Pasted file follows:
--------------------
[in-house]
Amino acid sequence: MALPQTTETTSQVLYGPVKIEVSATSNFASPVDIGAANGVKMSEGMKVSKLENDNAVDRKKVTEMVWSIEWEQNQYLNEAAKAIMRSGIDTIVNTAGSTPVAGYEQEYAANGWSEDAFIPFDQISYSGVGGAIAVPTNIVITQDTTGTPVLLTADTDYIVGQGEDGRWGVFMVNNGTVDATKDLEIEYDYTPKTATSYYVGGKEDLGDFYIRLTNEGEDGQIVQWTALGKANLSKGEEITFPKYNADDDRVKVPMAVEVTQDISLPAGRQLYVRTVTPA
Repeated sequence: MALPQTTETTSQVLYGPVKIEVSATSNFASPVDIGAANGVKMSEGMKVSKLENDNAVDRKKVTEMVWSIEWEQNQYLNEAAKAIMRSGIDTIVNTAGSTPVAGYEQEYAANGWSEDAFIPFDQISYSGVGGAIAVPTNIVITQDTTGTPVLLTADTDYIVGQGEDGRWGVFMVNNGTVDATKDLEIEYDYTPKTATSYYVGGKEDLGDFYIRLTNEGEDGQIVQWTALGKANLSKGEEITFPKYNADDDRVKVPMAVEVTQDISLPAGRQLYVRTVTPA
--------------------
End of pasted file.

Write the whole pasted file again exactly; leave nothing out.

[in-house]
Amino acid sequence: MALPQTTETTSQVLYGPVKIEVSATSNFASPVDIGAANGVKMSEGMKVSKLENDNAVDRKKVTEMVWSIEWEQNQYLNEAAKAIMRSGIDTIVNTAGSTPVAGYEQEYAANGWSEDAFIPFDQISYSGVGGAIAVPTNIVITQDTTGTPVLLTADTDYIVGQGEDGRWGVFMVNNGTVDATKDLEIEYDYTPKTATSYYVGGKEDLGDFYIRLTNEGEDGQIVQWTALGKANLSKGEEITFPKYNADDDRVKVPMAVEVTQDISLPAGRQLYVRTVTPA
Repeated sequence: MALPQTTETTSQVLYGPVKIEVSATSNFASPVDIGAANGVKMSEGMKVSKLENDNAVDRKKVTEMVWSIEWEQNQYLNEAAKAIMRSGIDTIVNTAGSTPVAGYEQEYAANGWSEDAFIPFDQISYSGVGGAIAVPTNIVITQDTTGTPVLLTADTDYIVGQGEDGRWGVFMVNNGTVDATKDLEIEYDYTPKTATSYYVGGKEDLGDFYIRLTNEGEDGQIVQWTALGKANLSKGEEITFPKYNADDDRVKVPMAVEVTQDISLPAGRQLYVRTVTPA